GIS Mapping Project
The GIS Mapping project is an initiative by Finance & Administration to document the University's changing physical campus. One of the first databases of its kind, the GIS project began in 1992 and has been operated by the Office of University Architects (OUA) since 1996. Under OUA's leadership, the GIS database now forms the foundation for UGA's campus planning and development activities.
With continually updated information, the GIS database has become a critical tool in the planning and development of UGA's main campus and outlying properties. The University of Georgia comprises over 40,000 acres of geographically diverse landscapes, from the Barrier Island Research and Learning Center on Sapelo Island to the Georgia Mountain Research and Education Center in Blairsville. The base maps that are generated by the GIS Mapping project document the built and natural environments including buildings, natural and cultivated landscapes, roadways and parking areas, infrastructure and utilities, and more. These maps have become a primary means by which campus planners study the interdependence and complexities of UGA's built and natural environments.
Since the project began in 1992, the level of detailed information recorded in the GIS database has continually increased. Over 2000 University buildings have been mapped on 100 properties and in 34 Georgia counties. Through collaborative effort with the UGA Grounds Department, 1,245,657 linear feet of utility lines and 12,125 utility point features are recorded including detailed attribute information regarding size, type and data source of each specific item. Each parking space, bike rack, bench and memorial on the main campus is also included in the vast database. The GIS-mapped campus landscape documents types of vegetative cover over the entire UGA main campus, including the diameter and species of notable arboretum trees. In addition to the data collected on UGA property, OUA staff has compiled information from county GIS departments and Internet sources to depict UGA properties in context. Aerial photography of all campus properties and digital photos of UGA buildings and campus features have also been compiled. All of this data is stored in one main GIS mapping database, making access more user-friendly.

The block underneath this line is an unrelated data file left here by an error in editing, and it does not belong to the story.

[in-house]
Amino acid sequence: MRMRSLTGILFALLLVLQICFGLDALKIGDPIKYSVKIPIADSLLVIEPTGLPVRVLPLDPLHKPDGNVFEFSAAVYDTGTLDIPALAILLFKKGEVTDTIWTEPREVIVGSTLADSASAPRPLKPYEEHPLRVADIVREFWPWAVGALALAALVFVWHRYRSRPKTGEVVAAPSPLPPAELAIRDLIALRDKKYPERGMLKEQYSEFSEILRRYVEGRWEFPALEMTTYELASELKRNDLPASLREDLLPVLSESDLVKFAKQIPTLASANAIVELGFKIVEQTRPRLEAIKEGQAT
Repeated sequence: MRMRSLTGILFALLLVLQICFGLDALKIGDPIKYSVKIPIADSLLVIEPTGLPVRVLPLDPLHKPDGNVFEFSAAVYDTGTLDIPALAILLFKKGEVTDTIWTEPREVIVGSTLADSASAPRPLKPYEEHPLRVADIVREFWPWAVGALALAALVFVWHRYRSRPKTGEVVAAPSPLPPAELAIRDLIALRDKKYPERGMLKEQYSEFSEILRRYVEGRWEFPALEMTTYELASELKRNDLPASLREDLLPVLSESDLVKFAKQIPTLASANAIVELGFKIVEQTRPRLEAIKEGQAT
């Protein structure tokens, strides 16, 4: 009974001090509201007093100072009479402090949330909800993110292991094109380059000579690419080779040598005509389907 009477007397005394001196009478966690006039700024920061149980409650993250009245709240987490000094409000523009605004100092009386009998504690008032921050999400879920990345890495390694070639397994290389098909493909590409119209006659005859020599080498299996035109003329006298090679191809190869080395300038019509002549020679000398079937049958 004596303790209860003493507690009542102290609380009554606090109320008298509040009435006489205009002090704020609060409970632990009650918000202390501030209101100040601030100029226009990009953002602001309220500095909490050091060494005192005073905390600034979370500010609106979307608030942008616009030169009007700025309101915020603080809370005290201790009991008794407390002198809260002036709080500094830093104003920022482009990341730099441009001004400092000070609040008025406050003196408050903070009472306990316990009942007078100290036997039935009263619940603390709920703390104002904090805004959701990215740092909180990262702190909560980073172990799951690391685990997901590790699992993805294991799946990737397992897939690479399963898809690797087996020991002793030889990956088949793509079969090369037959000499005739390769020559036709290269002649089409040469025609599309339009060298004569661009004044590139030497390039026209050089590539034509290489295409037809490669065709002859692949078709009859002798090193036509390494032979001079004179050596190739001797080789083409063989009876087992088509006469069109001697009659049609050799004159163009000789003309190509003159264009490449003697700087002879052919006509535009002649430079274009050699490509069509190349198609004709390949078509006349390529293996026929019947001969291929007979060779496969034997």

Efficient and timely data sharing is available to UGA students, faculty and staff through the Interactive Campus Map on the OUA website (www.architects.uga.edu). Through the new statewide mapping database, multiple users throughout campus and beyond can view core data and create their own maps on their own computers. This change has reduced data redundancy by allowing all users to access the core data stored in the Office of University Architects through the UGA intranet. The integrity of the accessible GIS data is improved by the use of accurate data sources and by working closely with other campus departments. The University Physical Plant Grounds and Engineering Departments, Horticulture Department, Enterprise Information Technology Services, Parking Services and Campus Transit all provide detailed data to facilitate mapping updates.